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Christian Families Home Schooling a Child with Down Syndrome: Biblical Training Resources
[Pamphlet List

Diane Brown
120 Lullwater Road
Greenville, SC 29607
Permission is given to copy with proper credits.

This material would be for Down syndrome children of all ages

"And thou shalt teach them diligently unto thy children, and shalt talk of them when thou sittest in thine house, and when thou walkest by the way, and when thou liest down, and when thou risest up."
Deuteronomy 6:7

The "Old Nature"
     Your child may have been born with Down syndrome but he was born with an old nature too. He needs training just as much as your other children. There are some things to remember as you train your child with Down syndrome:

The Best Source for Child Training
     Remember that the number one book on child training is God's Word. Biblical principles on child training apply to your special needs child as well. You might begin a Bible study in Deuteronomy chapter 6 and then use a concordance to check other references.

Additional Resources
     The following additional books can be used along with your biblical study. Many of the books can be found in Christian bookstores, at home school conventions, or you can write to the address given.

Training Requires a Plan of Action
     Do you see any behaviors in your child that need to be changed? After studying the Bible and reading some good child training books, both parents should sit down and decide if any changes need to occur in the current training system. If there are specific behaviors you want to see changed in your special needs child, get a sheet of paper and write down a list of unbiblical behaviors. Then decide which one to work on first.      Next get another sheet of paper and write at the top of the paper the behavior that needs attention. You might list a verse associated with this behavior. In the first paragraph write down all the details pertaining to this behavior: when and where it tends to occur and who is usually involved and so on. In the next paragraph, think of ways you might see this behavior coming before it gets too far along. What sets it off? Next, write what you, the parent, will do when you recognize this behavior. Finally, write the consequences that you will administer to your child as an outcome of his behavior. Before putting it into action, pray with your child, open your Bible, and explain within his level of understanding that God says what he is doing is wrong. Then show your child by demonstrating what it is he does and what he needs to do instead. Practice the desired behavior before your child actually needs to use it. (This depends on the behavior.)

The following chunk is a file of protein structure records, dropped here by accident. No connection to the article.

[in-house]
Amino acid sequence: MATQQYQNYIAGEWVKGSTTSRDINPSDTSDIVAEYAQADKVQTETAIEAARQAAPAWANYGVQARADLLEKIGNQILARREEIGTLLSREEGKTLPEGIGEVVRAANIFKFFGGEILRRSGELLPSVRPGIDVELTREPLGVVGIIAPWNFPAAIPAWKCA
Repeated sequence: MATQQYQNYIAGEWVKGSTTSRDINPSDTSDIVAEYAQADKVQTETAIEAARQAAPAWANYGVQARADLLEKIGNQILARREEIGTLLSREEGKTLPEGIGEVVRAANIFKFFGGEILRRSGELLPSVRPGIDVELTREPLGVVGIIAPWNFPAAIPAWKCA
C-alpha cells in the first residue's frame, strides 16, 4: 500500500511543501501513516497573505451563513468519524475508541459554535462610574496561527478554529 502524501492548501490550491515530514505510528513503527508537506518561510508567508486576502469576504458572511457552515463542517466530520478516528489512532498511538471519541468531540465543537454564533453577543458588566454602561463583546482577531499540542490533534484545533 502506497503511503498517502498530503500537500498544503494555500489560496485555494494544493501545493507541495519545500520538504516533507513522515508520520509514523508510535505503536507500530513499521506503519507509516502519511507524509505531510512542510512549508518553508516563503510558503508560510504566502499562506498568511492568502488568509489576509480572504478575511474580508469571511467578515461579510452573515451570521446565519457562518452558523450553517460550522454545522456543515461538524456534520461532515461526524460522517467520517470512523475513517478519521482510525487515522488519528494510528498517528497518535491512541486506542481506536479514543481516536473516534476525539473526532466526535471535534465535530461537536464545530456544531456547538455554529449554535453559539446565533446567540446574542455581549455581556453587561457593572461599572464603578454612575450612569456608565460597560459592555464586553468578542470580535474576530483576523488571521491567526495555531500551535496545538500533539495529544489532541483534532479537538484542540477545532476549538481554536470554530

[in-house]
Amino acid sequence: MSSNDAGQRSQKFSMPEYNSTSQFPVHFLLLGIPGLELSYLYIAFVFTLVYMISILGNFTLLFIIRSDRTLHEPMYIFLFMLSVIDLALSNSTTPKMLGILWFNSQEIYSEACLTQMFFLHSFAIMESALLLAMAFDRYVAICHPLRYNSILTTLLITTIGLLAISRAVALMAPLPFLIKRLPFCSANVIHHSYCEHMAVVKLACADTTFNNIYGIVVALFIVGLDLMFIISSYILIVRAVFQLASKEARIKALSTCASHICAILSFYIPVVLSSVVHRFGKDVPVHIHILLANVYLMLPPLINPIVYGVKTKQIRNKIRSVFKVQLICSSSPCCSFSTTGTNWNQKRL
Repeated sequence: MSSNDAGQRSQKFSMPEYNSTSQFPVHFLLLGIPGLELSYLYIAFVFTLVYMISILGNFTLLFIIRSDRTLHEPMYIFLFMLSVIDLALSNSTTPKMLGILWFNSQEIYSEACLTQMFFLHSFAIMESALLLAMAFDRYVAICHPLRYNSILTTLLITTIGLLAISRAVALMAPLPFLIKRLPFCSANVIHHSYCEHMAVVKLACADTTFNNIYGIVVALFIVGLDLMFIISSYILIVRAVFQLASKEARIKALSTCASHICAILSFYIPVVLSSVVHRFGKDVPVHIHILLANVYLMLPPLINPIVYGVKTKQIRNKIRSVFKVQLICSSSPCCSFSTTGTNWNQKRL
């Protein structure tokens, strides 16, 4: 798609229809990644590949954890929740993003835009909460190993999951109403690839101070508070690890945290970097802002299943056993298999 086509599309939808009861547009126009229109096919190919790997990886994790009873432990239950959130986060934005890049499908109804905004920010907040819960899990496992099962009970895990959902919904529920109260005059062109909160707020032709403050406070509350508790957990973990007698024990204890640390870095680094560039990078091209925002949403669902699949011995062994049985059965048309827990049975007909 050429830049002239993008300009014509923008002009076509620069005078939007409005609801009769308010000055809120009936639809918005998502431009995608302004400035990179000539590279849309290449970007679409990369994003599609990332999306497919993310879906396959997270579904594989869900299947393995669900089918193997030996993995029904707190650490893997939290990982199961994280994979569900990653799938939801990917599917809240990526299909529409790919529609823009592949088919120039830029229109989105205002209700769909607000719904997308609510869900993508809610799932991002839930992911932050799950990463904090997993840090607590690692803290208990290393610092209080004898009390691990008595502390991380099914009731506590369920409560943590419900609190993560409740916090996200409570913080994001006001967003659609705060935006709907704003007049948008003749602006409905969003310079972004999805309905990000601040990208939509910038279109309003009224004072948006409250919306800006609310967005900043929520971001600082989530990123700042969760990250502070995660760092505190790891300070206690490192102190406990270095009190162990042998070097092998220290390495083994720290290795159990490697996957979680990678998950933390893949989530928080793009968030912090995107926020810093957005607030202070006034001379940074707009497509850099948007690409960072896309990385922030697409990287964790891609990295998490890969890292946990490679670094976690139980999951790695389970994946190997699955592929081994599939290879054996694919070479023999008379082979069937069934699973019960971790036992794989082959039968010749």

"If any of you lack wisdom, let him ask of God, who giveth to all men liberally, and upbraideth not, and it shall be given him."
James 1:5

Revised: August 22, 2004.